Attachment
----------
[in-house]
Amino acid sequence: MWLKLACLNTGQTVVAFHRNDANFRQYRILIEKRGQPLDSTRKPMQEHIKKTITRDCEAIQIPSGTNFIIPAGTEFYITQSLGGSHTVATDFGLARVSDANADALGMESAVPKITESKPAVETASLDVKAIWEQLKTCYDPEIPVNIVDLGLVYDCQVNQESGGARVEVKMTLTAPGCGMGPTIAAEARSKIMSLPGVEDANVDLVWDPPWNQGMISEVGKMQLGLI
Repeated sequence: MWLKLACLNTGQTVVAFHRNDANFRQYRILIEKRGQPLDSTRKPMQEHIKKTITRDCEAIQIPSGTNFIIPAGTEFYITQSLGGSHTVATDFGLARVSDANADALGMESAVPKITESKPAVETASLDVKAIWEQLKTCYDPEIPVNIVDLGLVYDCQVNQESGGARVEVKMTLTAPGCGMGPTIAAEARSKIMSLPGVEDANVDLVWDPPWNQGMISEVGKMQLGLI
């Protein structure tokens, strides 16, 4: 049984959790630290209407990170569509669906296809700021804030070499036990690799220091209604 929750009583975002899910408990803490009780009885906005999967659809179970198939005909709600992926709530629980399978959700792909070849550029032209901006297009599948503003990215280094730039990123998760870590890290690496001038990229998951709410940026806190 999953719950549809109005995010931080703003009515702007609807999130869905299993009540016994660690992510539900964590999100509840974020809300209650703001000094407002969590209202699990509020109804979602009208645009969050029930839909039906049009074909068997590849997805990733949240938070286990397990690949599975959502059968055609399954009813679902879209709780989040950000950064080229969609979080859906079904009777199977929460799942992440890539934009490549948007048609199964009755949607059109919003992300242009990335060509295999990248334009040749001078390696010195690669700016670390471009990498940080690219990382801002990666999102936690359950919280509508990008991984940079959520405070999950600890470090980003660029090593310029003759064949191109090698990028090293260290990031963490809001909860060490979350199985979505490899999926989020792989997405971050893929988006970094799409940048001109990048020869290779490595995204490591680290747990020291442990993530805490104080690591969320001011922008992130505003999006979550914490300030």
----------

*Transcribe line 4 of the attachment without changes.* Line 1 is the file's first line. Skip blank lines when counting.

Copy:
């Protein structure tokens, strides 16, 4: 049984959790630290209407990170569509669906296809700021804030070499036990690799220091209604 929750009583975002899910408990803490009780009885906005999967659809179970198939005909709600992926709530629980399978959700792909070849550029032209901006297009599948503003990215280094730039990123998760870590890290690496001038990229998951709410940026806190 999953719950549809109005995010931080703003009515702007609807999130869905299993009540016994660690992510539900964590999100509840974020809300209650703001000094407002969590209202699990509020109804979602009208645009969050029930839909039906049009074909068997590849997805990733949240938070286990397990690949599975959502059968055609399954009813679902879209709780989040950000950064080229969609979080859906079904009777199977929460799942992440890539934009490549948007048609199964009755949607059109919003992300242009990335060509295999990248334009040749001078390696010195690669700016670390471009990498940080690219990382801002990666999102936690359950919280509508990008991984940079959520405070999950600890470090980003660029090593310029003759064949191109090698990028090293260290990031963490809001909860060490979350199985979505490899999926989020792989997405971050893929988006970094799409940048001109990048020869290779490595995204490591680290747990020291442990993530805490104080690591969320001011922008992130505003999006979550914490300030």